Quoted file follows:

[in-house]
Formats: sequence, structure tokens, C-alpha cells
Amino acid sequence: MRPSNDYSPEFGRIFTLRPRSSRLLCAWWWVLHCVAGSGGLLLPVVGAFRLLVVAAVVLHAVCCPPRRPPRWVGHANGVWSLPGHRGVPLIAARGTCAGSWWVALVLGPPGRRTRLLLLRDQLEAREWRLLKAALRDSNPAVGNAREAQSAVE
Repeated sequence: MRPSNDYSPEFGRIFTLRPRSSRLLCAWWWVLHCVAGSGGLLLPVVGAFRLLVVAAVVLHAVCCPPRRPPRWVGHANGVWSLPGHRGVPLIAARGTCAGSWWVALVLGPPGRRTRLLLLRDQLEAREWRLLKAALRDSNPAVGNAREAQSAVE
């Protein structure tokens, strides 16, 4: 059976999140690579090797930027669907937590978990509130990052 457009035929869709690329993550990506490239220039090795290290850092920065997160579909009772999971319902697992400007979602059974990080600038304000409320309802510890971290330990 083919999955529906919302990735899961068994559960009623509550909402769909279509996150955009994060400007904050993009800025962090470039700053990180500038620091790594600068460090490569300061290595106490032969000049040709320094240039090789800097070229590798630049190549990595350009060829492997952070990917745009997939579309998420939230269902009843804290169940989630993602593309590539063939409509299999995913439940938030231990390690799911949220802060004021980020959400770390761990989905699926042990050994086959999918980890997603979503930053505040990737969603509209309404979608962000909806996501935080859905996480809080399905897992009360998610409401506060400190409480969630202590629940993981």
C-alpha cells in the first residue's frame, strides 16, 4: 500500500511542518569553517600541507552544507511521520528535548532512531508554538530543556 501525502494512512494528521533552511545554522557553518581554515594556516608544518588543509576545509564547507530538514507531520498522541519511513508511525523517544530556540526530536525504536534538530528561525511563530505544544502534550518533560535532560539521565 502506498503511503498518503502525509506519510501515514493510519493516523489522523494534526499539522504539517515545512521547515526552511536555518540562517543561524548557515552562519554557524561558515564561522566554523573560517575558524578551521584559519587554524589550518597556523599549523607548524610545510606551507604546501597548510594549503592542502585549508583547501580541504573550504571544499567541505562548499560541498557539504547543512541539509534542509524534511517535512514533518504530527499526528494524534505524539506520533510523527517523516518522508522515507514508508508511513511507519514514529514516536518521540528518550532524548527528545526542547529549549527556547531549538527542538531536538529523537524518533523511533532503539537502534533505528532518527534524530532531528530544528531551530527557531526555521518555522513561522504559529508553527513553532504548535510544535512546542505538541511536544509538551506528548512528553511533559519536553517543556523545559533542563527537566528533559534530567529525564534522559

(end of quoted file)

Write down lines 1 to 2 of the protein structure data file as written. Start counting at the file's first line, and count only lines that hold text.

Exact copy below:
[in-house]
Formats: sequence, structure tokens, C-alpha cells